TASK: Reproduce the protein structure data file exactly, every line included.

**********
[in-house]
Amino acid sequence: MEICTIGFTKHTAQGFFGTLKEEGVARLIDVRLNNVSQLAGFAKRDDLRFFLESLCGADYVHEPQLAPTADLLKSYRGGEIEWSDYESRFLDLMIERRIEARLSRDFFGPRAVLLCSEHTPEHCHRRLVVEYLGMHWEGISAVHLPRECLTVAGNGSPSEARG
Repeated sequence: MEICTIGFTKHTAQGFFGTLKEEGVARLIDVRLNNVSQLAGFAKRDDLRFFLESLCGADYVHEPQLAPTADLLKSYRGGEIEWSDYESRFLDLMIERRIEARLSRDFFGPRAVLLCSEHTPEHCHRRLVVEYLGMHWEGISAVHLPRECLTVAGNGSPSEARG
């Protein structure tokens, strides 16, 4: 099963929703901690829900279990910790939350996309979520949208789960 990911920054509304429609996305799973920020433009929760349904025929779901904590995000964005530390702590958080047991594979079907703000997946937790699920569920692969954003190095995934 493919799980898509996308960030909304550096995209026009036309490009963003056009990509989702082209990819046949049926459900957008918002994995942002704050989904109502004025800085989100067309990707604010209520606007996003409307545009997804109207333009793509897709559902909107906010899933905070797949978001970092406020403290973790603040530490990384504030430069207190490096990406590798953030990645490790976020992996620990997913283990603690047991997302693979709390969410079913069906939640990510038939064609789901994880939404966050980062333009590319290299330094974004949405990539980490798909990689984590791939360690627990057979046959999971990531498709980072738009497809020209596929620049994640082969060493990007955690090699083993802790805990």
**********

[in-house]
Amino acid sequence: MEICTIGFTKHTAQGFFGTLKEEGVARLIDVRLNNVSQLAGFAKRDDLRFFLESLCGADYVHEPQLAPTADLLKSYRGGEIEWSDYESRFLDLMIERRIEARLSRDFFGPRAVLLCSEHTPEHCHRRLVVEYLGMHWEGISAVHLPRECLTVAGNGSPSEARG
Repeated sequence: MEICTIGFTKHTAQGFFGTLKEEGVARLIDVRLNNVSQLAGFAKRDDLRFFLESLCGADYVHEPQLAPTADLLKSYRGGEIEWSDYESRFLDLMIERRIEARLSRDFFGPRAVLLCSEHTPEHCHRRLVVEYLGMHWEGISAVHLPRECLTVAGNGSPSEARG
């Protein structure tokens, strides 16, 4: 099963929703901690829900279990910790939350996309979520949208789960 990911920054509304429609996305799973920020433009929760349904025929779901904590995000964005530390702590958080047991594979079907703000997946937790699920569920692969954003190095995934 493919799980898509996308960030909304550096995209026009036309490009963003056009990509989702082209990819046949049926459900957008918002994995942002704050989904109502004025800085989100067309990707604010209520606007996003409307545009997804109207333009793509897709559902909107906010899933905070797949978001970092406020403290973790603040530490990384504030430069207190490096990406590798953030990645490790976020992996620990997913283990603690047991997302693979709390969410079913069906939640990510038939064609789901994880939404966050980062333009590319290299330094974004949405990539980490798909990689984590791939360690627990057979046959999971990531498709980072738009497809020209596929620049994640082969060493990007955690090699083993802790805990």